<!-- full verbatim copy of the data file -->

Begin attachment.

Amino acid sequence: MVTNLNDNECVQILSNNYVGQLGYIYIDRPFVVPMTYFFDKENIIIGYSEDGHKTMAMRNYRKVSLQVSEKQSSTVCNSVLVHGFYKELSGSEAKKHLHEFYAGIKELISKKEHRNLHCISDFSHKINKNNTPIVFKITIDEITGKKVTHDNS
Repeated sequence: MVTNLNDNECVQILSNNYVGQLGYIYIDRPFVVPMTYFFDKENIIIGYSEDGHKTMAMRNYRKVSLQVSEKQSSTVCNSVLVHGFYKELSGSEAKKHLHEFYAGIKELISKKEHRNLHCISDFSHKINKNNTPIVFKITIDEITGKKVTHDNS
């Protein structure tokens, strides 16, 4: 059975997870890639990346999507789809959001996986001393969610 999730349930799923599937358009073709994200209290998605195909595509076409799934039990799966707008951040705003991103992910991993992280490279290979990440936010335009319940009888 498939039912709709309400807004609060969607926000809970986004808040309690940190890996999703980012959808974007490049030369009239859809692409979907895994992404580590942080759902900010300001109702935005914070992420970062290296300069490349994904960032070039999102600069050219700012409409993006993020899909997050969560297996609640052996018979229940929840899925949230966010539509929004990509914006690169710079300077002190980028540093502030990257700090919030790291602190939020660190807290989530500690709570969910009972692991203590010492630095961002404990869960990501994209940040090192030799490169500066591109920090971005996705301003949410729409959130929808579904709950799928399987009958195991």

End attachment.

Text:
Amino acid sequence: MVTNLNDNECVQILSNNYVGQLGYIYIDRPFVVPMTYFFDKENIIIGYSEDGHKTMAMRNYRKVSLQVSEKQSSTVCNSVLVHGFYKELSGSEAKKHLHEFYAGIKELISKKEHRNLHCISDFSHKINKNNTPIVFKITIDEITGKKVTHDNS
Repeated sequence: MVTNLNDNECVQILSNNYVGQLGYIYIDRPFVVPMTYFFDKENIIIGYSEDGHKTMAMRNYRKVSLQVSEKQSSTVCNSVLVHGFYKELSGSEAKKHLHEFYAGIKELISKKEHRNLHCISDFSHKINKNNTPIVFKITIDEITGKKVTHDNS
């Protein structure tokens, strides 16, 4: 059975997870890639990346999507789809959001996986001393969610 999730349930799923599937358009073709994200209290998605195909595509076409799934039990799966707008951040705003991103992910991993992280490279290979990440936010335009319940009888 498939039912709709309400807004609060969607926000809970986004808040309690940190890996999703980012959808974007490049030369009239859809692409979907895994992404580590942080759902900010300001109702935005914070992420970062290296300069490349994904960032070039999102600069050219700012409409993006993020899909997050969560297996609640052996018979229940929840899925949230966010539509929004990509914006690169710079300077002190980028540093502030990257700090919030790291602190939020660190807290989530500690709570969910009972692991203590010492630095961002404990869960990501994209940040090192030799490169500066591109920090971005996705301003949410729409959130929808579904709950799928399987009958195991």